Do you have an outstanding eye for detail? Are you familiar with medical terminology? Do you like using the latest technology? If so, you might want to consider a job as an electronic medical records specialist.
If this is a career path you're considering, take a look at the electronic medical records (EMR) abstractor/auditor job description and EMR salary benchmarks for these data dynamos.
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What is an abstractor?
EMR abstractor/auditors select and extract data from patient records for a variety of purposes, often as part of healthcare reporting requirements, such as the Healthcare Effectiveness Data and Information Set (HEDIS), a widely used set of performance measures in the managed care industry.
Today, the abstractor job is heavily influenced by the shift by healthcare systems, hospitals, medical offices and health plans to electronic medical records. Bringing a keen eye for minutiae and strong software knowledge, these professionals help healthcare offices update their record keeping using the latest technology.
What are the daily responsibilities?
The job duties of an electronic medical records auditor/abstractor include reviewing patient files and abstracting (i.e., extracting) key data. These details are then entered into electronic files.
Sometimes you'll work with paper files, but you may also have to transfer data from one EMR to another. In some case, you’ll serve as a liaison with other offices, so you must keep your verbal and written communication skills sharp.
What salary can you expect?
According to the 2019 OfficeTeam Salary Guide, the midpoint salary for an electronic medical records specialist in the United States is $32,250. You can find more detailed salary information for EMR jobs specific to your region using our Salary Calculator.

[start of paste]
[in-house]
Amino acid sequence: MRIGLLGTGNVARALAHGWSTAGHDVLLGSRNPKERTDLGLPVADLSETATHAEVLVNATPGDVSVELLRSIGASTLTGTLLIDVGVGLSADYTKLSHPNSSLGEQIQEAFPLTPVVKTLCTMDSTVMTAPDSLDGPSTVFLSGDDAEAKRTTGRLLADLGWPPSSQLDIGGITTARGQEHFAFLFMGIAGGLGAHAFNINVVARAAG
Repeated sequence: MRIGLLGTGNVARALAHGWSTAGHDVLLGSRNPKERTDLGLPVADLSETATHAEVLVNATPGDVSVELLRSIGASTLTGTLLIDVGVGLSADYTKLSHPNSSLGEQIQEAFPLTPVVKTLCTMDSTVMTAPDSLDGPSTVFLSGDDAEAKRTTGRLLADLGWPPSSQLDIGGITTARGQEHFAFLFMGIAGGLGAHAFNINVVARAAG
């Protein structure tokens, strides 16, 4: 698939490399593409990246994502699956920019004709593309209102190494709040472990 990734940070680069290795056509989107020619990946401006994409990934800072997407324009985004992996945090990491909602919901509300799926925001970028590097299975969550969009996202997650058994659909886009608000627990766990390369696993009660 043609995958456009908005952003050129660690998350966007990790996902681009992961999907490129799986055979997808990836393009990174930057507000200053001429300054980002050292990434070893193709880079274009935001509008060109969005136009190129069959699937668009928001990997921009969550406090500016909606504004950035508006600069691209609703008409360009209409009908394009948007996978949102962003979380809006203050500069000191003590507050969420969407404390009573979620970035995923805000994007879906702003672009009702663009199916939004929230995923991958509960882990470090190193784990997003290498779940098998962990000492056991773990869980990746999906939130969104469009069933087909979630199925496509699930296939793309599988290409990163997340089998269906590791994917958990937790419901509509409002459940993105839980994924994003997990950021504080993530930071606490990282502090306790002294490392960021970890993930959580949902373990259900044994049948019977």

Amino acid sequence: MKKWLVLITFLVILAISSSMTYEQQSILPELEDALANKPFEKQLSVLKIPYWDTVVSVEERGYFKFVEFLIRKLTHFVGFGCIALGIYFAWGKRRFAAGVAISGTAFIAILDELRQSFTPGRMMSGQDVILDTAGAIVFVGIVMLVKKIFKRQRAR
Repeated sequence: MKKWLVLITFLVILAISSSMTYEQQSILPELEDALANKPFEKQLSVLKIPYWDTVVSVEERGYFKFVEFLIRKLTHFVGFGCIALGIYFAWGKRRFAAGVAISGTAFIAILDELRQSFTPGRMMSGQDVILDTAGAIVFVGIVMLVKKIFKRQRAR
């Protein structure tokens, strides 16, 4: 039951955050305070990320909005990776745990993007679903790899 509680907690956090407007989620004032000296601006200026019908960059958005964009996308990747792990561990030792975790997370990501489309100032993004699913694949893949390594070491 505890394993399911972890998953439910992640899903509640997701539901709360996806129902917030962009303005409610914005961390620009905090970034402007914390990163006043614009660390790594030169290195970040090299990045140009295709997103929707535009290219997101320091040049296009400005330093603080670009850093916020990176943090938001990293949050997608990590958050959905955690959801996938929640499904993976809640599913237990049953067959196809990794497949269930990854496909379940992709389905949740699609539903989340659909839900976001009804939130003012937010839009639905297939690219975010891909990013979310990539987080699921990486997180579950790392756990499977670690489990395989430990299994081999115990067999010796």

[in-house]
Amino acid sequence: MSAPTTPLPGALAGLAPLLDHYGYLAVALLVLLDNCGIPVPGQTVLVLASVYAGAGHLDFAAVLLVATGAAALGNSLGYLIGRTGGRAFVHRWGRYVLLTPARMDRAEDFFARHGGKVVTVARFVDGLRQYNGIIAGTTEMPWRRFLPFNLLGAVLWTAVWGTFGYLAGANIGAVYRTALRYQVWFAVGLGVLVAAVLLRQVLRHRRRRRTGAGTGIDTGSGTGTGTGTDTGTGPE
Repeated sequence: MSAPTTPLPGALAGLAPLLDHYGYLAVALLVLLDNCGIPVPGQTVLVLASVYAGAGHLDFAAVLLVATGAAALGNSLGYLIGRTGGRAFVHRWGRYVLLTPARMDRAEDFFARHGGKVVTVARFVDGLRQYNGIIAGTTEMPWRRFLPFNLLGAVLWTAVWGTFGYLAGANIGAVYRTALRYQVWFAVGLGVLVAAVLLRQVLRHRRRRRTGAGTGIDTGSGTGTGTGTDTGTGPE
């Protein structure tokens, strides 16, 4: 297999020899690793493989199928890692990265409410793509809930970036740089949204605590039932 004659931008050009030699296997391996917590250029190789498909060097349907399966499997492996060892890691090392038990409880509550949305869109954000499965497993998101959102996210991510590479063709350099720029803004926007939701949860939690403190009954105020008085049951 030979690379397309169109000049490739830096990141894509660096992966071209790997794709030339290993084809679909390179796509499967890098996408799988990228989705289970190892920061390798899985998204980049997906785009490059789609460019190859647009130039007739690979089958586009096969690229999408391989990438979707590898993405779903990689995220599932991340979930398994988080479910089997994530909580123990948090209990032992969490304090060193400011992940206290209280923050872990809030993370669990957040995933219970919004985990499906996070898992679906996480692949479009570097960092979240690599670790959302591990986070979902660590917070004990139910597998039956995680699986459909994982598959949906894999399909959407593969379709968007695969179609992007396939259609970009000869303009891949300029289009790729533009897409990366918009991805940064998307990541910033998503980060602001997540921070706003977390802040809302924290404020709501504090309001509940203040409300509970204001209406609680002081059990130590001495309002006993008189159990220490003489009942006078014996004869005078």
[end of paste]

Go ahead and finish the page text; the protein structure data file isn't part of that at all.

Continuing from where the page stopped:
What skills are healthcare employers looking for?
Just as they are with medical office administrator roles, healthcare employers are looking for administrative professionals with keen analytical and project management skills. In this industry, though, you'll also need an understanding of medical terminology and the healthcare system in general. These skills will help you identify what details are crucial to patient care and therefore should be included in abstracts. Attention to detail is crucial: One tiny fact left out of a patient file could have life-or-death consequences.
No matter what office you work in, your communication skills as an electronic medical records specialist need to be outstanding, because you’ll be interacting with internal and external staff, and sometimes directly with patients.
You’ll also need stellar keyboarding skills and must be very comfortable working on a computer. Skill using dual monitors is important, as you’ll sometimes be working between multiple databases. Experience with popular healthcare software, such as Allscripts, Epic, NextGen, Centricity, Meditech and Cerner is highly prized. Proficiency in Microsoft Office Suite is also key.
Are you an administrative professional looking to break into this industry? Read what a recruiter says it takes to land healthcare admin jobs.